Back when my husband and I were just my husband and I, we were … still not good at it. Actually, we were worse than we are now, because a late dinner was never a massive problem. Well, I get Very Cranky when I’m hungry, but other than that, no big deal.

Once, Ben, the husband in question, made a Cook’s Illustrated recipe for eggplant and it took four hours when it claimed it would take only one. To be fair, we should never have believed a CI recipe when it said it would be “more streamlined,” but the point stands that my family has never been skilled at speed when it comes to dinner. The eggplant, however, was delicious.

Now, we have three babies with early bedtimes (though one is still young enough to be formula-only and shaking up a bottle is quite easy when it comes to food prep), and they need to eat before they go to bed. And so spending the two hours I regularly somehow spend on dinner is less than ideal.

So, this series of reflective life skill learning will be focused on learning how to get dinner on the table.

What do I think are the issues?

  1. Well, there is constantly something to attend to durning dinner. While my smallest, Elora, is low maintenance when it comes to preparing her meals, she is quite insistent that they come right when she is ready for them, as well she should be. And with the older two being four and three, they still need things during dinner prep. Sometimes, three year old Hazel wants to help, and that is welcome but also takes time.
  2. I like to cook. I enjoy variety and trying new things, making everything from scratch, experimenting. When looking for solutions, I would like to give this up as little as possible.
  3. While I enjoy cooking, I am slow at it. My knife skills are not amazing, my mise en place is either non-existent or ends up like the beaker of olive oil I carefully measured the other day, spilled all over the (rather small) counter, and I find that I have to choose between “cleaning as you go” and ever getting anything done.

What are some possible solutions?

  1. Try simplifying my meal plans. This seems to be a popular piece of advice in the homemaking blogs I’ve been reading through. I feel a strong resistance to this suggestion, but imagine it is probably reasonable. On the other hand, cooking is one of my main hobbies as well as a necessity. On a third hand, it being a hobby makes it feel somewhat frivolous. But being able to engage in something that I enjoy and my family needs also seems worthwhile.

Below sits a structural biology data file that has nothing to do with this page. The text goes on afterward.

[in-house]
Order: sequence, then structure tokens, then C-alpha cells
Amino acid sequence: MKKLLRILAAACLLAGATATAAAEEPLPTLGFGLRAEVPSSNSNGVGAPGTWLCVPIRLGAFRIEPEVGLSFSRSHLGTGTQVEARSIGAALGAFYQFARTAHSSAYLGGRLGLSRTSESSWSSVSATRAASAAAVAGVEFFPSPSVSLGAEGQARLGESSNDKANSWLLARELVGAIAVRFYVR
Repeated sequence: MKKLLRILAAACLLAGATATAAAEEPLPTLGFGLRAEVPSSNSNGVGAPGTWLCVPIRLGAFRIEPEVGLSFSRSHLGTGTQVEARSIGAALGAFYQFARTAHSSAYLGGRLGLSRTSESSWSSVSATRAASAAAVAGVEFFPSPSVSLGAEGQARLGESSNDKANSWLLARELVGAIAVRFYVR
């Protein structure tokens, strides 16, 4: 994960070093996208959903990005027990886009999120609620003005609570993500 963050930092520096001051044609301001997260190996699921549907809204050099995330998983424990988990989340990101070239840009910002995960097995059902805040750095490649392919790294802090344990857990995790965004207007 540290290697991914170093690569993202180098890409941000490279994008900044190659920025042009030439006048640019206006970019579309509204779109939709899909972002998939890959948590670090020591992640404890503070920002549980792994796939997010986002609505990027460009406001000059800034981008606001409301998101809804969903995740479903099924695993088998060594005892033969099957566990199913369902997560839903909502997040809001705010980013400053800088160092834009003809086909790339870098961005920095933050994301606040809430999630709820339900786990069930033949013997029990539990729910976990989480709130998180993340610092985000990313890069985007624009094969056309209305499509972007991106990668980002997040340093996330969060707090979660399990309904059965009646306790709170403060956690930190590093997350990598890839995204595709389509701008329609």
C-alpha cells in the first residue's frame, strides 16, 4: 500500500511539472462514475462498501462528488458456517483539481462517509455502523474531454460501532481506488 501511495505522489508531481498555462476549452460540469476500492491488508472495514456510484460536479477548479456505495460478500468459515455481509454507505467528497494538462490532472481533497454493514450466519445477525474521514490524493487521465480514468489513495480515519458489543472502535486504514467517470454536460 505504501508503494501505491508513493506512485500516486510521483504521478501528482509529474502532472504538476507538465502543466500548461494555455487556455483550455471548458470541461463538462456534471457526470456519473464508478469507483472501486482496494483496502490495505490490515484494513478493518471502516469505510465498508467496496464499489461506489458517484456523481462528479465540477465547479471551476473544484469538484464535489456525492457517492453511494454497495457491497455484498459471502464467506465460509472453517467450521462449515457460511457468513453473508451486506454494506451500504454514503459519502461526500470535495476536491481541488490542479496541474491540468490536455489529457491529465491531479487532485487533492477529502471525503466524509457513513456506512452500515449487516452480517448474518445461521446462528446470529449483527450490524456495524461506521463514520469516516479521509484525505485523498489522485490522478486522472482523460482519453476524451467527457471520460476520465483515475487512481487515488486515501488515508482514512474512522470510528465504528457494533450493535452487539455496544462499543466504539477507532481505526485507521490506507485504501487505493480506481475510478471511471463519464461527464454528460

2. Prepping ahead. This advice I encountered in detail in Dinner: The Playbook by Jenny Rosenstrach of Dinner: A Love Story. The advice is to look ahead to the week’s meals and see what bits you can do in advance in spare pieces of time — in the morning before leaving for work, on the weekend, etc. I feel much less conflicted about this, but still unsure as to how I would go about finding additional time for prepping.
  3. Lowering my expectations. My first response to this suggestion is “it’s probably right but I don’t wanna!” Which is my very mature response to so many things. I want to do things Well and Properly, and while I know I need to be more flexible and give myself grace and lower my expectations, particularly when my children are so small, I struggle to do it.

What are my first action steps?

  1. When we meal plan for this week, I will be more thorough, and list out mains and sides, along with realistic time estimates and which elements can be prepped ahead. This way both Ben and I can work on them as we have time during the week.
  2. When we meal plan for the week, I will intentionally suggest a mixture of things I am comfortable making and newer, more exciting recipes.
  3. I will keep my goal of having dinner on the table when I intend to put it there, but treat this as a learning process, and as a process in which people (myself and my family) are more important than results.